“While a full profile is very desirable and preplant irrigation is absolutely necessary in some years, our work indicates that under potential water constraints, the strategy of filling the profile by irrigation may need to change or at least be tempered for irrigated cotton.”

That’s because with typically high wind speeds, high air temperatures and low humidity in the spring, it’s extremely difficult to retain early applied water in the soil until the time when cotton plants really need it in July and August, he explained.

“In addition, early season water applications exceeding crop water demand can be lost through evaporation or excessive plant growth, which translates to non-productive water use and the potential of running out of restricted water units before the end of the growing season.”

Bordovsky and his team gathered data from two very different years with record-breaking extremes, high rainfall in 2010 and the drought of 2011, and saw similar results when irrigation timing was considered.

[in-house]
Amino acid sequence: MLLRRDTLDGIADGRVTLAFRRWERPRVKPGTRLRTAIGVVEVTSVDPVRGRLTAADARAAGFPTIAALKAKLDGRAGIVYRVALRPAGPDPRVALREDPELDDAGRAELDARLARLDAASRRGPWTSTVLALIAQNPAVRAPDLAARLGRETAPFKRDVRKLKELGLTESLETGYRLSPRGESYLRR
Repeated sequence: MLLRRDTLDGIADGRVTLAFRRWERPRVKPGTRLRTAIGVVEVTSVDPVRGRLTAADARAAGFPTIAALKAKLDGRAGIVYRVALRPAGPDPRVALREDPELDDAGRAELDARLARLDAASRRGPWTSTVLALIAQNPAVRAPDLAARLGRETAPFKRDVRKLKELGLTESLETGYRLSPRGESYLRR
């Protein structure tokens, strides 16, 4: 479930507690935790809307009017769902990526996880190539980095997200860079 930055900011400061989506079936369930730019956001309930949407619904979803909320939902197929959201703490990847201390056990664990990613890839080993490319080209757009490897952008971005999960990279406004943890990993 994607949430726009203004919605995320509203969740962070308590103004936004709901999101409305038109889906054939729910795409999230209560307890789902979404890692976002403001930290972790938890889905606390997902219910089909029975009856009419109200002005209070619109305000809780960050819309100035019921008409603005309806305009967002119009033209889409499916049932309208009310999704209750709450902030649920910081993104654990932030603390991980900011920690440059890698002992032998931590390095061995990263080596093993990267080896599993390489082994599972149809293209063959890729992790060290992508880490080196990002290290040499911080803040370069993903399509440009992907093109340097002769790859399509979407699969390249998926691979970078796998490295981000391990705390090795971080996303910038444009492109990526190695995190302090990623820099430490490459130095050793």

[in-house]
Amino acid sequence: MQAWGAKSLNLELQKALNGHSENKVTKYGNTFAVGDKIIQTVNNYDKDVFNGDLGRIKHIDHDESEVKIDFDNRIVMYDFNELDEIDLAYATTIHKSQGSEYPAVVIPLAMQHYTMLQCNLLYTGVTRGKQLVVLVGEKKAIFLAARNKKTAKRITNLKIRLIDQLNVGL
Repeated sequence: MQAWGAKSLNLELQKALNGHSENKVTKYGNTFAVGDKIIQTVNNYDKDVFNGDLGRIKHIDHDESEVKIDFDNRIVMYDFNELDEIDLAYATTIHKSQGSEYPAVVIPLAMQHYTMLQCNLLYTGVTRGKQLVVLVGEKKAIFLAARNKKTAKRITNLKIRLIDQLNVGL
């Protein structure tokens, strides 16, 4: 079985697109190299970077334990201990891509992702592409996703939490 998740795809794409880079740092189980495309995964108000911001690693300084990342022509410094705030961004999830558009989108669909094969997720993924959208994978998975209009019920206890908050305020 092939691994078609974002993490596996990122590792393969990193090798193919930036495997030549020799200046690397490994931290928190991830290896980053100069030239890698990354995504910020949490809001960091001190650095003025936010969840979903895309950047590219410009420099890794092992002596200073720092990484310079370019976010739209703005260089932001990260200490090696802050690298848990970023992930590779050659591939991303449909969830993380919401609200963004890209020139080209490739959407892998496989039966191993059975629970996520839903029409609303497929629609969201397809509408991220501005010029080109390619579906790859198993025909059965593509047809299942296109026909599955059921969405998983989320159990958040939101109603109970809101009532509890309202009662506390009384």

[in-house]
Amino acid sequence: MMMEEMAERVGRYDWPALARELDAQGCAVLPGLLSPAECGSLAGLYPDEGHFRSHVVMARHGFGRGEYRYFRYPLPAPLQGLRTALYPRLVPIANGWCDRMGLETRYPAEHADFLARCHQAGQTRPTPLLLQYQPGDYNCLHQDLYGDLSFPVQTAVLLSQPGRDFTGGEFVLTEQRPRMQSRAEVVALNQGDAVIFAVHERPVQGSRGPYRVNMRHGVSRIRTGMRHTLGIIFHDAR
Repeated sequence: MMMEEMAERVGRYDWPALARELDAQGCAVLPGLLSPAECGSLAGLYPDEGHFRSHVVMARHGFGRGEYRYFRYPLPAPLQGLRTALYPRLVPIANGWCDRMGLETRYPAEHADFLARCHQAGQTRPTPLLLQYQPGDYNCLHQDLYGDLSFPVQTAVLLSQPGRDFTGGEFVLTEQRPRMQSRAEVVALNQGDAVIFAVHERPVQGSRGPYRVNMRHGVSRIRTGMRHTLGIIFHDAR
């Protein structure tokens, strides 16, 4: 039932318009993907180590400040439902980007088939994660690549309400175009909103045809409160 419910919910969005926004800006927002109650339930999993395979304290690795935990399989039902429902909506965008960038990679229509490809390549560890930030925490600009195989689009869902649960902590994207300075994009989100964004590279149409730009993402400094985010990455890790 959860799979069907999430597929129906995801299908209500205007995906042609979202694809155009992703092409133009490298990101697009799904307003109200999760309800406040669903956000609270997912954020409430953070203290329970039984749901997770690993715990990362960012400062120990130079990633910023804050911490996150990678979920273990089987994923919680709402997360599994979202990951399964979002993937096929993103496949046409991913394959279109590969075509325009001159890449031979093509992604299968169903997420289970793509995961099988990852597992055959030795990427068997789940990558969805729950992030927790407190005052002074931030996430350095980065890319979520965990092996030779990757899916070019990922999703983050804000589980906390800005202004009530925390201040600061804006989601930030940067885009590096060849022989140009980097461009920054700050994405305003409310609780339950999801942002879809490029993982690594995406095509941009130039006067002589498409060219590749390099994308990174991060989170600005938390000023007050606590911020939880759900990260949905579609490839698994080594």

“During the record-setting drought of 2011, research results indicated that trying to store water in the soil profile in excess of the cotton plant’s evapotranspiration rate during the month of June was ineffective. That was the second year of the study, but the 2010 data collected during a wet year indicated the same thing.”

So when is the best time to water?

Based on results to date, Bordovsky said producers should ensure they have irrigation available in the reproductive and early maturation periods of cotton development. In this study, water applications resulted in more than 100 pounds of cotton fiber per acre-inch of irrigation during these latter periods compared to less than 20 pounds per acre-inch from water applied above the crop water demand during the vegetative or “water banking” period.

“Additional field tests should provide the foundation for in-season irrigation recommendations for producers with specific irrigation volumes and irrigation capacities,” Bordovsky said. “We hope that the eventual findings will help High Plains cotton producers optimize their total water use when faced with limited water volumes.”

Bordovsky said this research is supported in part by the Texas State Support Committee of Cotton Incorporated and the U.S. Department of Agriculture-Agricultural Research Service Ogallala Aquifer Program, a consortium among the U.S. Department of Agricultural Research Service, Kansas State University, AgriLife Research, AgriLife Extension, Texas Tech University and West Texas A&M University.

For more information contact Bordovsky at 806-746-6101, j-bordovsky@tamu.edu.